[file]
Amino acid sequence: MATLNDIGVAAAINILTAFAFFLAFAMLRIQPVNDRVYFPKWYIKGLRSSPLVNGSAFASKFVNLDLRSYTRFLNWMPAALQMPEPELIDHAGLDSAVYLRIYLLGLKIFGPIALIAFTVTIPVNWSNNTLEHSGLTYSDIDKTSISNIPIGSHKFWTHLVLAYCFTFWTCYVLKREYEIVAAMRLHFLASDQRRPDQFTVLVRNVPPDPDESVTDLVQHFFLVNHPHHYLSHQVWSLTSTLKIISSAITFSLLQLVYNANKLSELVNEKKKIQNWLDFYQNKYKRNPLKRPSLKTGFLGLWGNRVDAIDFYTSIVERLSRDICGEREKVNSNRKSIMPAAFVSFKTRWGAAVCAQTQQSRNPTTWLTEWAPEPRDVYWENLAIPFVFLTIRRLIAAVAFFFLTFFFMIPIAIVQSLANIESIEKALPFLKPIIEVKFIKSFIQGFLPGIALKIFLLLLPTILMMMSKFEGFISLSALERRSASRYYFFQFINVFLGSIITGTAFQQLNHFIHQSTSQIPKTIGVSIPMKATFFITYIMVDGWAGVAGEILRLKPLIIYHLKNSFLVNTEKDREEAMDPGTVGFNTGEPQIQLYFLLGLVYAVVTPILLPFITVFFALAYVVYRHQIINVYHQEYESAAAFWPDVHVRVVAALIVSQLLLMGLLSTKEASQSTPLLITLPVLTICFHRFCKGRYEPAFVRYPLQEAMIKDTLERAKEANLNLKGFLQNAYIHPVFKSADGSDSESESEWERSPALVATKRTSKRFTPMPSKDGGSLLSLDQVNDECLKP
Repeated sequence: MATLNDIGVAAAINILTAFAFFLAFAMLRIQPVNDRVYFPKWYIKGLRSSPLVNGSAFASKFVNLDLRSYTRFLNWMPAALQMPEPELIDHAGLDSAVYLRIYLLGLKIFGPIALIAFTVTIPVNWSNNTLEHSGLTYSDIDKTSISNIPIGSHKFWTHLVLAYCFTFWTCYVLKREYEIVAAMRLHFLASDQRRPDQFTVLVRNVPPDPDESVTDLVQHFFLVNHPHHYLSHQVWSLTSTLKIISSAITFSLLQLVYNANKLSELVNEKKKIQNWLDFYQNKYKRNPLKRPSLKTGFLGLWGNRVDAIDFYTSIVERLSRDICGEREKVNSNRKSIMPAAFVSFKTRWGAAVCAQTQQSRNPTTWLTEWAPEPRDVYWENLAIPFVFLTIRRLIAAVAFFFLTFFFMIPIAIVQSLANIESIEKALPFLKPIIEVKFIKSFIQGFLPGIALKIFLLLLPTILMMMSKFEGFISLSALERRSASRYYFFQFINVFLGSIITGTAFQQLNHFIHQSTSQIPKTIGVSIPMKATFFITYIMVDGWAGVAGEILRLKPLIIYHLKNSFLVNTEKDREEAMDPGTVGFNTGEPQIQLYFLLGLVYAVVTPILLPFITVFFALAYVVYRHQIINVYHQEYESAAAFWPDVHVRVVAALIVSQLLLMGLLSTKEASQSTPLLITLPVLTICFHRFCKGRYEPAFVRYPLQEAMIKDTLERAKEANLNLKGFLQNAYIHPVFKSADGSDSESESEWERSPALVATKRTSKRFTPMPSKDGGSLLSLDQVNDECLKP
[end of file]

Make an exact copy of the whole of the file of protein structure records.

Amino acid sequence: MATLNDIGVAAAINILTAFAFFLAFAMLRIQPVNDRVYFPKWYIKGLRSSPLVNGSAFASKFVNLDLRSYTRFLNWMPAALQMPEPELIDHAGLDSAVYLRIYLLGLKIFGPIALIAFTVTIPVNWSNNTLEHSGLTYSDIDKTSISNIPIGSHKFWTHLVLAYCFTFWTCYVLKREYEIVAAMRLHFLASDQRRPDQFTVLVRNVPPDPDESVTDLVQHFFLVNHPHHYLSHQVWSLTSTLKIISSAITFSLLQLVYNANKLSELVNEKKKIQNWLDFYQNKYKRNPLKRPSLKTGFLGLWGNRVDAIDFYTSIVERLSRDICGEREKVNSNRKSIMPAAFVSFKTRWGAAVCAQTQQSRNPTTWLTEWAPEPRDVYWENLAIPFVFLTIRRLIAAVAFFFLTFFFMIPIAIVQSLANIESIEKALPFLKPIIEVKFIKSFIQGFLPGIALKIFLLLLPTILMMMSKFEGFISLSALERRSASRYYFFQFINVFLGSIITGTAFQQLNHFIHQSTSQIPKTIGVSIPMKATFFITYIMVDGWAGVAGEILRLKPLIIYHLKNSFLVNTEKDREEAMDPGTVGFNTGEPQIQLYFLLGLVYAVVTPILLPFITVFFALAYVVYRHQIINVYHQEYESAAAFWPDVHVRVVAALIVSQLLLMGLLSTKEASQSTPLLITLPVLTICFHRFCKGRYEPAFVRYPLQEAMIKDTLERAKEANLNLKGFLQNAYIHPVFKSADGSDSESESEWERSPALVATKRTSKRFTPMPSKDGGSLLSLDQVNDECLKP
Repeated sequence: MATLNDIGVAAAINILTAFAFFLAFAMLRIQPVNDRVYFPKWYIKGLRSSPLVNGSAFASKFVNLDLRSYTRFLNWMPAALQMPEPELIDHAGLDSAVYLRIYLLGLKIFGPIALIAFTVTIPVNWSNNTLEHSGLTYSDIDKTSISNIPIGSHKFWTHLVLAYCFTFWTCYVLKREYEIVAAMRLHFLASDQRRPDQFTVLVRNVPPDPDESVTDLVQHFFLVNHPHHYLSHQVWSLTSTLKIISSAITFSLLQLVYNANKLSELVNEKKKIQNWLDFYQNKYKRNPLKRPSLKTGFLGLWGNRVDAIDFYTSIVERLSRDICGEREKVNSNRKSIMPAAFVSFKTRWGAAVCAQTQQSRNPTTWLTEWAPEPRDVYWENLAIPFVFLTIRRLIAAVAFFFLTFFFMIPIAIVQSLANIESIEKALPFLKPIIEVKFIKSFIQGFLPGIALKIFLLLLPTILMMMSKFEGFISLSALERRSASRYYFFQFINVFLGSIITGTAFQQLNHFIHQSTSQIPKTIGVSIPMKATFFITYIMVDGWAGVAGEILRLKPLIIYHLKNSFLVNTEKDREEAMDPGTVGFNTGEPQIQLYFLLGLVYAVVTPILLPFITVFFALAYVVYRHQIINVYHQEYESAAAFWPDVHVRVVAALIVSQLLLMGLLSTKEASQSTPLLITLPVLTICFHRFCKGRYEPAFVRYPLQEAMIKDTLERAKEANLNLKGFLQNAYIHPVFKSADGSDSESESEWERSPALVATKRTSKRFTPMPSKDGGSLLSLDQVNDECLKP